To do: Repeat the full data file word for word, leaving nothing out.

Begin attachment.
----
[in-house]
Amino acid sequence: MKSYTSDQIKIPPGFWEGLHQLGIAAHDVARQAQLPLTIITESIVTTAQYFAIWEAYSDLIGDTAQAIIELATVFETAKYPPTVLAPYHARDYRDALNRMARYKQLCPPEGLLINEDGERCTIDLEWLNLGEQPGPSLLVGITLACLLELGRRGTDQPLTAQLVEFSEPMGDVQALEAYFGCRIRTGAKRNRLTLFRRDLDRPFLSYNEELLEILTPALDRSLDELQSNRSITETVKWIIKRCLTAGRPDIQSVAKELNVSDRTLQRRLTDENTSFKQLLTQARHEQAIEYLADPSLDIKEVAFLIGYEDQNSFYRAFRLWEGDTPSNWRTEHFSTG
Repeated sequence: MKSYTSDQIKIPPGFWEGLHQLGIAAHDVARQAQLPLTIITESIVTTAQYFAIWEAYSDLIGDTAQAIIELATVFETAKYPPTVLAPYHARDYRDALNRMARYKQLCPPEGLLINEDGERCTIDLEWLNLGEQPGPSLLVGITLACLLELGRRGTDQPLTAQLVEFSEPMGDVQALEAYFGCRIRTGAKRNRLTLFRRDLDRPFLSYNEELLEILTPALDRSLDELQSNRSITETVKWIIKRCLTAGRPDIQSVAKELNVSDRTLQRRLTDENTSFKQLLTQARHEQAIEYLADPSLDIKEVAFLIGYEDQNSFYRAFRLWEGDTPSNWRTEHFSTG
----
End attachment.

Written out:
[in-house]
Amino acid sequence: MKSYTSDQIKIPPGFWEGLHQLGIAAHDVARQAQLPLTIITESIVTTAQYFAIWEAYSDLIGDTAQAIIELATVFETAKYPPTVLAPYHARDYRDALNRMARYKQLCPPEGLLINEDGERCTIDLEWLNLGEQPGPSLLVGITLACLLELGRRGTDQPLTAQLVEFSEPMGDVQALEAYFGCRIRTGAKRNRLTLFRRDLDRPFLSYNEELLEILTPALDRSLDELQSNRSITETVKWIIKRCLTAGRPDIQSVAKELNVSDRTLQRRLTDENTSFKQLLTQARHEQAIEYLADPSLDIKEVAFLIGYEDQNSFYRAFRLWEGDTPSNWRTEHFSTG
Repeated sequence: MKSYTSDQIKIPPGFWEGLHQLGIAAHDVARQAQLPLTIITESIVTTAQYFAIWEAYSDLIGDTAQAIIELATVFETAKYPPTVLAPYHARDYRDALNRMARYKQLCPPEGLLINEDGERCTIDLEWLNLGEQPGPSLLVGITLACLLELGRRGTDQPLTAQLVEFSEPMGDVQALEAYFGCRIRTGAKRNRLTLFRRDLDRPFLSYNEELLEILTPALDRSLDELQSNRSITETVKWIIKRCLTAGRPDIQSVAKELNVSDRTLQRRLTDENTSFKQLLTQARHEQAIEYLADPSLDIKEVAFLIGYEDQNSFYRAFRLWEGDTPSNWRTEHFSTG